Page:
About a year ago my brother emailed me to ask my opinion of the “accuracy” of some depictions of the writing process in The World According to Garp: “To begin with, is it true that when you write everything seems connected to everything else?” My short answer: “cf: synchronicity.”

When a story is working, when the characters and their motivations are real and defined, it drives itself, and the world is its fuel. It just keeps shoveling ideas in one end, and plot comes out the other. Sometimes all you have to do is pick the words that keep the ideas in order. Yes, everything feeds writing. Some writers may be more focused in terms of which field they let the machine graze in, but whatever you have, that’s what gets in.

He also asked some intelligent questions about how stories are generated, and this is different for every writer, I think, but they don’t tend to spring fully formed like Athena from the brow of Zeus, unless you are very, very lucky. You still have to put the pieces together and keep the mechanism tuned: now it needs a new character, now a change of scenery.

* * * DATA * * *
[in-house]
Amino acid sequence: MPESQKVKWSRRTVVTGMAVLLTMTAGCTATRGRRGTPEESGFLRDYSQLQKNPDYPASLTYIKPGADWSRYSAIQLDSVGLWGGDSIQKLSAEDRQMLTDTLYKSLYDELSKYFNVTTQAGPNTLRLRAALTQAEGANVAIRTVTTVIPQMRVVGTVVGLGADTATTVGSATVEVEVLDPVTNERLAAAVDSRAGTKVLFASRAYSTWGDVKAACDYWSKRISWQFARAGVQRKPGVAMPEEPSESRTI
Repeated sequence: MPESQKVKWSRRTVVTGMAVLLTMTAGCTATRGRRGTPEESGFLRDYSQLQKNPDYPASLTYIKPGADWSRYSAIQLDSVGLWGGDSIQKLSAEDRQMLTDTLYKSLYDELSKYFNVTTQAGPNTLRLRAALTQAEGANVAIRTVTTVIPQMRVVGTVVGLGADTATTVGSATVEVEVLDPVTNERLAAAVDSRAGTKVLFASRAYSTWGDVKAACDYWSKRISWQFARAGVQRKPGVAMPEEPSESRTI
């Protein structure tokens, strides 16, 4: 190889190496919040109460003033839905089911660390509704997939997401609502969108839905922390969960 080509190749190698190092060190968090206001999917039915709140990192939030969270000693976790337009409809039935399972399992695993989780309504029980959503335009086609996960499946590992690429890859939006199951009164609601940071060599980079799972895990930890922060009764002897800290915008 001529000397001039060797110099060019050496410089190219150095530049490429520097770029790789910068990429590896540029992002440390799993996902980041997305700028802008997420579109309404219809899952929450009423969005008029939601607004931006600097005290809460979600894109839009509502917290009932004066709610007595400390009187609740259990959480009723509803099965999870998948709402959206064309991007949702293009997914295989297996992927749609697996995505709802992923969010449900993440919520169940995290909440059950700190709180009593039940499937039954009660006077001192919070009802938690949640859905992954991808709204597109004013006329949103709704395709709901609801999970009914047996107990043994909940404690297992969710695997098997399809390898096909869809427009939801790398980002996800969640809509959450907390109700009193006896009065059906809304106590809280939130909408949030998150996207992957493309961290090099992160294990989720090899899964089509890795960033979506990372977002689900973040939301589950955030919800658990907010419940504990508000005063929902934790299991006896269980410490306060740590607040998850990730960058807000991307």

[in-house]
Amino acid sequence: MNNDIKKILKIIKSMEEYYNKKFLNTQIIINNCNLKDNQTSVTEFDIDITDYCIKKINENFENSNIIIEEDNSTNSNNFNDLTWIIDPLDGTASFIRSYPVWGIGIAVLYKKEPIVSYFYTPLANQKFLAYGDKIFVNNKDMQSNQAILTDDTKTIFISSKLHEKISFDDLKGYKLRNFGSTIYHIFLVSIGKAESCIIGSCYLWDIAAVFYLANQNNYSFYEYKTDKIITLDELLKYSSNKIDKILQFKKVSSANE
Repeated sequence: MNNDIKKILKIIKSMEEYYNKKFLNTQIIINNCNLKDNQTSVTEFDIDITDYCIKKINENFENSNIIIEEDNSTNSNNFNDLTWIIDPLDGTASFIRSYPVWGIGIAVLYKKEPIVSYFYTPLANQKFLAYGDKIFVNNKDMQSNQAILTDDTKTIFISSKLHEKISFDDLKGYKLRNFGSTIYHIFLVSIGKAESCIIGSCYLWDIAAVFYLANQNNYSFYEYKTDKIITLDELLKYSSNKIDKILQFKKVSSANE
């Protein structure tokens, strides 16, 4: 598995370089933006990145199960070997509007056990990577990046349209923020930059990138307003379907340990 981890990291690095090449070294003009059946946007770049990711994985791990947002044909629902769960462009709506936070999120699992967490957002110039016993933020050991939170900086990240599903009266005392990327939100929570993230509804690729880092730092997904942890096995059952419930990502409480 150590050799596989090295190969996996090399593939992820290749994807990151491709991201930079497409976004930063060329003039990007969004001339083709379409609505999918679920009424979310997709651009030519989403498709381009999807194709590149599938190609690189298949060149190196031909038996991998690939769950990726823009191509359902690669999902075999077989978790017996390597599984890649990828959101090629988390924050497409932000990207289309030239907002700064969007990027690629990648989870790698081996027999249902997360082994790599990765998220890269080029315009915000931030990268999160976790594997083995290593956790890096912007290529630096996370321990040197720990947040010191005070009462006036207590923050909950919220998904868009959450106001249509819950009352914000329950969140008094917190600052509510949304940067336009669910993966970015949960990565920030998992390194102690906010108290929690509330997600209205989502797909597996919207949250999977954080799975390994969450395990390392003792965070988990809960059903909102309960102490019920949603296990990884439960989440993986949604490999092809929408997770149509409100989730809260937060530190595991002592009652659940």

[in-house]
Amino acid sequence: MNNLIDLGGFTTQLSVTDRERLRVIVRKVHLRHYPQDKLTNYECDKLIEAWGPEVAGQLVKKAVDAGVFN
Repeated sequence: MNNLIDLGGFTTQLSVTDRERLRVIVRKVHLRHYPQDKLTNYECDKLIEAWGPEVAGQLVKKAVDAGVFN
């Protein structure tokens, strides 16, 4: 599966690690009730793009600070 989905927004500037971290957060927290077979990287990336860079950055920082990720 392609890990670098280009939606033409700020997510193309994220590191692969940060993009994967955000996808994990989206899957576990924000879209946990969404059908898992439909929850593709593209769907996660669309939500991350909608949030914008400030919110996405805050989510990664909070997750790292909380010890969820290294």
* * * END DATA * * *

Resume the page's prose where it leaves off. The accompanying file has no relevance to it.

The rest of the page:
Writing this comic, at this particular time in my life, has grown enlightening. I’m glad so many people are on this journey with me, but I’m writing it for myself. We wouldn’t have set off on this particular path if not for the unfortunate episode of bullying I wrote about a couple weeks back, which in turn led me to ask myself a series of questions, and the questions went deeper and deeper into the past, but kept dovetailing with questions about the present and future. It speaks to me as a tool for understanding, learning, and accepting.

In short, I’m working through some stuff here. Stay tuned. If you dare.

Dragon Comics 62

Are you a good Dragon or a chaotic neutral Dragon?

Are you a good Dragon or a chaotic neutral Dragon?

I’m not saying that every successful artist and writer I know suffers from Impostor Syndrome. Obviously, some creatives have massive egos. Then again, some of them evince massive egos to hide from the world the fact that they don’t think they deserve their success. However, I do know quite a few people who have received and continue to receive recognition (positive reviews, regular sales, prestigious awards) and also live in fear that someday the world will figure out that they’re not really that good, and they will lose it all.